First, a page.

The Best of Daniel Taylor
Johann Sebastian BACH (1685-1750)
Cantata BWV200 'Bekennen will ich seinen Namen' [3:46]
Cantata BWV161 'Komm, du süsse Todesstunde' [19:21]
John BENNETT (1575-1614):
The dark is my delight [3:29]
Dietrich BUXTEHUDE (1637-1707):
Klaglied 'Muß der Tod denn auch entbinden', BuxWV 76/2 [6:58]
John DOWLAND (1563-1626)
Shall I strive with words to move? [3:12]
Come again, sweet love doth now invite [4:25]
Lady Hunsdon's Puffe [1:08]
Georg Frideric HANDEL (1685-1759):
Theodora: Overture - Trio [2:21]
Messiah: But who may abide [4:37]
Solomon: Bless’d be the Lord…What though I trace [6:26]
Georg Melchior HOFFMANN (1685-1715)
Schlage doch, gewünschte Stunde cantate BWV 53 [6:10]
Henry PURCELL (1659-1695)
Strike the Viol (from Come Ye Sons of Art, Z323) [2:24]
Daniel Taylor (counter-tenor)
Theater of Early Music (Hoffmann, Purcell, Bach, Buxtehude); Suzie LeBlanc, Jan Kobow and Stephen Varcoe (Bach; Komm, du süsse): Les Voix Humaines (Bennett): Stephen Stubbs (lute) (Dowland Shall I strive, Lady Hunsdon’s Puffe), Ensemble Arion/Monica Huggett (Handel)
rec. no dates or locations specified
ATMA ACD2 3001 [64:38]
This compilation bears the date 2007, so I’m not sure whether it’s been given a renewed push now by Atma or whether, like a message in a bottle, it’s finally found its way to the reviewing shore. Either way, it only takes us to part-way through counter-tenor Daniel Taylor’s career, and the last six or seven years must inevitably be a void, at least here. That’s necessarily going to limit interest, as it truncates his discography. This is, I must add in Atma’s defence, largely because Taylor has since begun to record for other labels.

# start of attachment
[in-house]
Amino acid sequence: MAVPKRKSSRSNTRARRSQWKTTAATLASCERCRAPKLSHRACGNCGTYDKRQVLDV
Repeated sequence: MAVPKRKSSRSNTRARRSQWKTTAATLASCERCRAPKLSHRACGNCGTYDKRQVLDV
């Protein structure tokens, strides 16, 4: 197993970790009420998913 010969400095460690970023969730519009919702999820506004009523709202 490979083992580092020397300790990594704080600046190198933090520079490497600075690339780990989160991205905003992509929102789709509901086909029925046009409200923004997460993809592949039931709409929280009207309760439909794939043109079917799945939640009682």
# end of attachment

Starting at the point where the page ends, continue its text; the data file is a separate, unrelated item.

The brief notes announce his many appearances as well as future engagements for the 2007-08 season. They give us next to nothing about him, though. They do reprint the booklet covers of the various CDs from which this disc extracts worthy items. The full catalogue numbers are given, should you wish to pursue the matter and buy the albums concerned.
Taylor stands at a real remove from the sopranist virtuosi like Max Emanuel Cencic, and even David Daniels. He sits rather more in the Scholl School. One can hear the purity and focus of the voice in Hoffmann’s Schlage doch, which was good enough to have been attributed for many years to Bach. His Purcell Strike the viol is stylish and it’s useful to hear him essaying Bach’s less well-known Bekennen will ich seinen Namen. The Buxtehude allows him to unfold a degree of expressive melancholy, and his vocal subtlety can be savoured in the many changes of colour that never break the line or draw undue attention to themselves. There’s a hint of Alfred Deller in the white bleaching of his tone at certain moments in John Bennett’s The dark is my delight.
Sometimes things are more equivocal. He uses his chest voice in But who may abide from Messiah though it does sound a touch out of place and he lacks true heft. Ornamentation is discreet. The metre is varied in Dowland’s Come Again, where verses get progressively slower to maintain interest - though it’s not a solution I’d have adopted, in all honesty. Much the largest piece is the last, Bach’s cantata Komm, du süsse Todesstunde in which he sings in two of the six tracks. The Theater of Early Music is once again strongly involved. To add variety, there are also some instrumental tracks - Dowland on the lute played by the able Stephen Stubbs, for instance.
If you’d like to trace Taylor’s early career on disc this is a useful, though by no means definitive way to do it.
Jonathan Woolf

If you’d like to trace Taylor’s early career on disc this is a useful, though by no means definitive way to do it.

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